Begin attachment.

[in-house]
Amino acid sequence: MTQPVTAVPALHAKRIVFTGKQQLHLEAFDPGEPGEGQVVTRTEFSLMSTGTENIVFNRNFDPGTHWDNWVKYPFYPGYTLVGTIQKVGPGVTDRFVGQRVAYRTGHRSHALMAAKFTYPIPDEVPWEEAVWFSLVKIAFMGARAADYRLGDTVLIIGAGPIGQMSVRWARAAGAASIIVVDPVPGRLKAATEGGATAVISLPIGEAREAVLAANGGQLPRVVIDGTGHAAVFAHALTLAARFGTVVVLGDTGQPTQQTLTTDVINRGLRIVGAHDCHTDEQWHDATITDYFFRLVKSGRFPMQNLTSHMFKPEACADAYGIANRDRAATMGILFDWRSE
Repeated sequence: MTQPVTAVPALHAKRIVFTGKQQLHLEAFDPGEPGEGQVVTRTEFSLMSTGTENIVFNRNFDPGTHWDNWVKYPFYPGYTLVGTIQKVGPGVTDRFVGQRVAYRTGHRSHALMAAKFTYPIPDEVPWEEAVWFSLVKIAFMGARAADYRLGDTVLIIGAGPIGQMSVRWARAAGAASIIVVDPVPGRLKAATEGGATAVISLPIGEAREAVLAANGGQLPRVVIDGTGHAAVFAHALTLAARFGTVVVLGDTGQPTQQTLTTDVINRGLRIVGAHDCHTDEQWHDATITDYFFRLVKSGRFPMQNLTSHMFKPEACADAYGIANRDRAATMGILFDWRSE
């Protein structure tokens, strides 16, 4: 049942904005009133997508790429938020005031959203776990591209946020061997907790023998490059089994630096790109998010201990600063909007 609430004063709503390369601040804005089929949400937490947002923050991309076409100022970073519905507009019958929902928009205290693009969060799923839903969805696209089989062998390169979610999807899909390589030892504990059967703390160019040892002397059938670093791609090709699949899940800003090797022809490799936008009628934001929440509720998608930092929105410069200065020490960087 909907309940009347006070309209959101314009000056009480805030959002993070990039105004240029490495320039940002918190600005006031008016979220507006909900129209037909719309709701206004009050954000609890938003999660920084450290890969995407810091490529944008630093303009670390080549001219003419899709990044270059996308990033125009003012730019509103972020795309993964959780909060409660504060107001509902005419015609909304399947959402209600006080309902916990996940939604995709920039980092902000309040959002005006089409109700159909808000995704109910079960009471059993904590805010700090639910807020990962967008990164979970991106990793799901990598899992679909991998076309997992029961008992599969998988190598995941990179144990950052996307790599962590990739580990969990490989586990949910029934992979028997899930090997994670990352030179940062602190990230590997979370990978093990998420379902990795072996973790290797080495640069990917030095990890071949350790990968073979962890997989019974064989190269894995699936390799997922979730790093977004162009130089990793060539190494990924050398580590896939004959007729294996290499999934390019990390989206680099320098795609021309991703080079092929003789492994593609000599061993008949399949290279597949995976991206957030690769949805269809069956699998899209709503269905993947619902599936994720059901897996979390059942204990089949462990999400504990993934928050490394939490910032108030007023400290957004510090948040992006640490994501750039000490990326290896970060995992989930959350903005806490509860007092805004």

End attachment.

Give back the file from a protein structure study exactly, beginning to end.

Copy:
[in-house]
Amino acid sequence: MTQPVTAVPALHAKRIVFTGKQQLHLEAFDPGEPGEGQVVTRTEFSLMSTGTENIVFNRNFDPGTHWDNWVKYPFYPGYTLVGTIQKVGPGVTDRFVGQRVAYRTGHRSHALMAAKFTYPIPDEVPWEEAVWFSLVKIAFMGARAADYRLGDTVLIIGAGPIGQMSVRWARAAGAASIIVVDPVPGRLKAATEGGATAVISLPIGEAREAVLAANGGQLPRVVIDGTGHAAVFAHALTLAARFGTVVVLGDTGQPTQQTLTTDVINRGLRIVGAHDCHTDEQWHDATITDYFFRLVKSGRFPMQNLTSHMFKPEACADAYGIANRDRAATMGILFDWRSE
Repeated sequence: MTQPVTAVPALHAKRIVFTGKQQLHLEAFDPGEPGEGQVVTRTEFSLMSTGTENIVFNRNFDPGTHWDNWVKYPFYPGYTLVGTIQKVGPGVTDRFVGQRVAYRTGHRSHALMAAKFTYPIPDEVPWEEAVWFSLVKIAFMGARAADYRLGDTVLIIGAGPIGQMSVRWARAAGAASIIVVDPVPGRLKAATEGGATAVISLPIGEAREAVLAANGGQLPRVVIDGTGHAAVFAHALTLAARFGTVVVLGDTGQPTQQTLTTDVINRGLRIVGAHDCHTDEQWHDATITDYFFRLVKSGRFPMQNLTSHMFKPEACADAYGIANRDRAATMGILFDWRSE
């Protein structure tokens, strides 16, 4: 049942904005009133997508790429938020005031959203776990591209946020061997907790023998490059089994630096790109998010201990600063909007 609430004063709503390369601040804005089929949400937490947002923050991309076409100022970073519905507009019958929902928009205290693009969060799923839903969805696209089989062998390169979610999807899909390589030892504990059967703390160019040892002397059938670093791609090709699949899940800003090797022809490799936008009628934001929440509720998608930092929105410069200065020490960087 909907309940009347006070309209959101314009000056009480805030959002993070990039105004240029490495320039940002918190600005006031008016979220507006909900129209037909719309709701206004009050954000609890938003999660920084450290890969995407810091490529944008630093303009670390080549001219003419899709990044270059996308990033125009003012730019509103972020795309993964959780909060409660504060107001509902005419015609909304399947959402209600006080309902916990996940939604995709920039980092902000309040959002005006089409109700159909808000995704109910079960009471059993904590805010700090639910807020990962967008990164979970991106990793799901990598899992679909991998076309997992029961008992599969998988190598995941990179144990950052996307790599962590990739580990969990490989586990949910029934992979028997899930090997994670990352030179940062602190990230590997979370990978093990998420379902990795072996973790290797080495640069990917030095990890071949350790990968073979962890997989019974064989190269894995699936390799997922979730790093977004162009130089990793060539190494990924050398580590896939004959007729294996290499999934390019990390989206680099320098795609021309991703080079092929003789492994593609000599061993008949399949290279597949995976991206957030690769949805269809069956699998899209709503269905993947619902599936994720059901897996979390059942204990089949462990999400504990993934928050490394939490910032108030007023400290957004510090948040992006640490994501750039000490990326290896970060995992989930959350903005806490509860007092805004």